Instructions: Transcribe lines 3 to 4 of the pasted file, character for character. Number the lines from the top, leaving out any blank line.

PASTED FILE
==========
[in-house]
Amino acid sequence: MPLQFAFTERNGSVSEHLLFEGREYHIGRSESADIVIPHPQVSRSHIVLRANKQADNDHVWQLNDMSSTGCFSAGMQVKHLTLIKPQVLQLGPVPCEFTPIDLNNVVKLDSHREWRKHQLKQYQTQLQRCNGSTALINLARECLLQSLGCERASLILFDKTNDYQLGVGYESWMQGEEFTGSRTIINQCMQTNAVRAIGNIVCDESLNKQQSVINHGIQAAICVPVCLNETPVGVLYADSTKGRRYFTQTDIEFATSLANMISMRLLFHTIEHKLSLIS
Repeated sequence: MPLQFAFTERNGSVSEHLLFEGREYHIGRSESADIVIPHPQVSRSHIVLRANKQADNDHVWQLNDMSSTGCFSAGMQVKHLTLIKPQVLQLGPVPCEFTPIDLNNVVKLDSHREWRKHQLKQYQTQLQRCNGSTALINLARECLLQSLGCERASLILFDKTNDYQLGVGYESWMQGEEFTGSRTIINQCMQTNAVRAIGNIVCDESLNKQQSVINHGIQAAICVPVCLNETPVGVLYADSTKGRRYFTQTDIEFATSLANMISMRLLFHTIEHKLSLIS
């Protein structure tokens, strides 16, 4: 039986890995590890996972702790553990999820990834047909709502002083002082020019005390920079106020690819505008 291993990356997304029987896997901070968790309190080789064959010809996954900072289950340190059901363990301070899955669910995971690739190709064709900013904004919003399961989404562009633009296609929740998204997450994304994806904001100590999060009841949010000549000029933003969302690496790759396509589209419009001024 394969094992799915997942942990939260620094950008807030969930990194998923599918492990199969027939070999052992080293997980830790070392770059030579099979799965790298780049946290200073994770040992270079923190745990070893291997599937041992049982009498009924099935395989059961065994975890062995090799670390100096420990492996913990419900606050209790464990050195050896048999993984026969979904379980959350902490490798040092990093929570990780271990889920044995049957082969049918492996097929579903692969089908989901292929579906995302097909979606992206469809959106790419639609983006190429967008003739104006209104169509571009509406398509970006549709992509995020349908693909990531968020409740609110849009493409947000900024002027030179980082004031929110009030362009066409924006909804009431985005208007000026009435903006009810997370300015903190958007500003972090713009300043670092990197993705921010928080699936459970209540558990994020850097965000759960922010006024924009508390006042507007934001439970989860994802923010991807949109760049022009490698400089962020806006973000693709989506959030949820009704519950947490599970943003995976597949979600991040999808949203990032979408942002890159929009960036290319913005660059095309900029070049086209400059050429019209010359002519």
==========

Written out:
Repeated sequence: MPLQFAFTERNGSVSEHLLFEGREYHIGRSESADIVIPHPQVSRSHIVLRANKQADNDHVWQLNDMSSTGCFSAGMQVKHLTLIKPQVLQLGPVPCEFTPIDLNNVVKLDSHREWRKHQLKQYQTQLQRCNGSTALINLARECLLQSLGCERASLILFDKTNDYQLGVGYESWMQGEEFTGSRTIINQCMQTNAVRAIGNIVCDESLNKQQSVINHGIQAAICVPVCLNETPVGVLYADSTKGRRYFTQTDIEFATSLANMISMRLLFHTIEHKLSLIS
């Protein structure tokens, strides 16, 4: 039986890995590890996972702790553990999820990834047909709502002083002082020019005390920079106020690819505008 291993990356997304029987896997901070968790309190080789064959010809996954900072289950340190059901363990301070899955669910995971690739190709064709900013904004919003399961989404562009633009296609929740998204997450994304994806904001100590999060009841949010000549000029933003969302690496790759396509589209419009001024 394969094992799915997942942990939260620094950008807030969930990194998923599918492990199969027939070999052992080293997980830790070392770059030579099979799965790298780049946290200073994770040992270079923190745990070893291997599937041992049982009498009924099935395989059961065994975890062995090799670390100096420990492996913990419900606050209790464990050195050896048999993984026969979904379980959350902490490798040092990093929570990780271990889920044995049957082969049918492996097929579903692969089908989901292929579906995302097909979606992206469809959106790419639609983006190429967008003739104006209104169509571009509406398509970006549709992509995020349908693909990531968020409740609110849009493409947000900024002027030179980082004031929110009030362009066409924006909804009431985005208007000026009435903006009810997370300015903190958007500003972090713009300043670092990197993705921010928080699936459970209540558990994020850097965000759960922010006024924009508390006042507007934001439970989860994802923010991807949109760049022009490698400089962020806006973000693709989506959030949820009704519950947490599970943003995976597949979600991040999808949203990032979408942002890159929009960036290319913005660059095309900029070049086209400059050429019209010359002519």